Freakonomics Rhetorical Analysis

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Levitt and Dubner style adds an extra effect to the book. Through multiple rhetorical strategies, the authors are able to create friendly, but persuasive writing style. The authors really used the pathos, logos, and ethos strategy when creating Freakonomics. The pathos appeal was mostly done through humor. In almost every chapter, some kind or joke or funny story was told to set the picture. This allows for the reader to connect and feel as if they are in the scene. It humor wasn’t used, the authors would use a dramatic story to invoke a sense of sadness, curiosity, or frustration. For example, “anyone living in the United States in the early 1990s and paying even a whisper of attention to the nightly news or a daily paper could be forgiven for having been scared out of his skin.” This sentence achieves giving the reader a sense of curiosity to know what is so frightening. There was also a very strong sense of logos throughout the entire book. Each claim that Levitt made, there was always logical evidence to support him. This helps the reader understand that every claim was had factual confirmation, and proved Levitt didn’t make his studies up. Not only did he present data through words, Levit used graphs and charts to have a clean…show more content…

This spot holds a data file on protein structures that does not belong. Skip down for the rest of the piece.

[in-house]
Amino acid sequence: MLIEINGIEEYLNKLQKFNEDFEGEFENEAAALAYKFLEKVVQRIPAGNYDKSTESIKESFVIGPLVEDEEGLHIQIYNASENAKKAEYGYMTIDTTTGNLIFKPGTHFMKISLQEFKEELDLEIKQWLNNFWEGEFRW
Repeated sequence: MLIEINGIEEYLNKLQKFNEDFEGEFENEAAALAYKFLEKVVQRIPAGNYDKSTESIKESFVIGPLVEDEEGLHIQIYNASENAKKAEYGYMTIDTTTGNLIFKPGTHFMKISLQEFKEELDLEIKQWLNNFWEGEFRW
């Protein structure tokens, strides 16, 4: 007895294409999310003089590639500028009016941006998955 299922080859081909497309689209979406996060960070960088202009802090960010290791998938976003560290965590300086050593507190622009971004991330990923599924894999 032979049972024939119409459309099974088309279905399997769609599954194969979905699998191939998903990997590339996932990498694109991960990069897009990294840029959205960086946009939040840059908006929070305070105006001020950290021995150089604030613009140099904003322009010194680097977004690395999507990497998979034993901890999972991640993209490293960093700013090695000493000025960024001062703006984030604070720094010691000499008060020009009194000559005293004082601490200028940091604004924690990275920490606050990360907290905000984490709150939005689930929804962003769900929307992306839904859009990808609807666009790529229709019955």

The authors used a didactic and straightforward tone. Levitt and Dubner were spending a majority of the book explaining things to readers, like politics and the economy, and most of the explaining was done is a forthright way. They kept it simple and straight to the point, making it easy to understand unfamiliar things. The authors also used a easygoing, casual tone. This helped tone made the book easy to read, because it seemed like a friend was telling you a story, instead of a professor giving a lecture. Levitt’s arguments were also unbiased. He could have easily been biased and forced his ideas at the reader, but instead chose to present all the facts and let reader
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